The archived copy of the Adrian Guardian, circa 1896, meanwhile, came from the military trunk of William Travis, a Civil War veteran who resided in Adrian. Two copies of the newspaper were tucked inside Travis’ scrapbook chronicling his service in the Grand Army of the Republic, though one edition was in poor condition.

Zarn said the society received four different boxes of donated newspapers over a period of time, and it was while sorting through the editions - dating back to the 1930s and 1940s - that he had the idea to compile copies for an exhibit.

“I found a stack of these Round Lake Graphics - the edges had been charred like they’d been rescued from a fire,” Zarn said. “I also found Adrian and Brewster newspapers. I thought I could put together an exhibit and show the history of some of the newspapers of the county.


“It was quite by accident that this was happening around the time the Globe announced it was going from a six-day-a-week to a two-day-a-week paper,” he added. “I thought it would be a subject people would be interested in it.”

The exhibit will remain in place for approximately four to six months, and Zarn said anyone willing to donate editions of local newspapers on the society’s list of sought-after items is encouraged to do so.

“Any donations will be photographed and added to our database, and they’ll either go on display if we get them soon enough with the exhibit we have now or we will put them in storage until, hopefully, we move into larger quarters where we can display them on a more permanent basis,” Zarn said. “We’d love to display our collection, but unfortunately we just don’t have the room.”

Any edition of the following newspapers is being sought by the society: Adrian Advertiser (1879), Adrian Citizen (1891-1893), Nobles County Review (1926-present), State Line Sentinel (1892), Minnesota Signal (Bigelow, 1896-1907), Brewster Beacon (1899), Dundee Advocate (1898-1905), Ellsworth News (1885-1952), Ellsworth Herald (1901-1903, 1946), Ellsworth Voice (1979-1986), Kinbrae Herald (1894-1903), Kinbrae Chinook (1901), Lismore Leader (1901-1907), Lismore Free Press (1921-1943), Round Lake Wave (1897), Rushmore Gazette (1894-1895), Rushmore Times (1895), Rushmore Magnet (1897-1898), Wilmont Tribune (1906), and these Worthington newspapers: Western Advance (1872-1874), Worthington Advance (1874-1908), Claim Shanty Vindicator (1874), Literary Triumph (1874-1875), Worthington Journal (1876-1882), Worthington Record (1883-1885), Minnesota Home (1884-1886), Nobles County Independent (1892-1893), Minnesota Allahanda (Swedish newspaper, 1893-1894), Worthington Daily Advance (1899-1904), Worthington Herald (1894-1908), Worthington Advance-Herald (1908-1910), Worthington Republican (1911-1913), Worthington Progressive (1913-1915) and Worthington Daily Times, a continuation of the Nobles County Times.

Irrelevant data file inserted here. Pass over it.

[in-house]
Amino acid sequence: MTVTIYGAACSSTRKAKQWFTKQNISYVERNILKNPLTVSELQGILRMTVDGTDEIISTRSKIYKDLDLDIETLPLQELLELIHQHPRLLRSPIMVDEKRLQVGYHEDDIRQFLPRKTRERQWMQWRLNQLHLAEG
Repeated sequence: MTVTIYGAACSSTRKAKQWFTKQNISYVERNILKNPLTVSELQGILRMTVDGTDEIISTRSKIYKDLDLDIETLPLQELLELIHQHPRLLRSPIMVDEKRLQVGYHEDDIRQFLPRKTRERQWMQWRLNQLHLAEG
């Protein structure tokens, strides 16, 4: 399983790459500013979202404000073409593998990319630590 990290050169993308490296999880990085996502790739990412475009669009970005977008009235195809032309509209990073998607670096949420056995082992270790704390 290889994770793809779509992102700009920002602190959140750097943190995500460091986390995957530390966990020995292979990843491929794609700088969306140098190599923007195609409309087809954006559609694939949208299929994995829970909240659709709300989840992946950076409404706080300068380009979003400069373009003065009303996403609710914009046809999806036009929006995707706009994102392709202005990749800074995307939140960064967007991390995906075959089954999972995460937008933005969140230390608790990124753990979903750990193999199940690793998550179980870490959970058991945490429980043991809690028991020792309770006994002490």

Julie Buntjer became editor of The Globe in July 2021, after working as a beat reporter at the Worthington newspaper since December 2003. She has a bachelor's degree in agriculture journalism from South Dakota State University.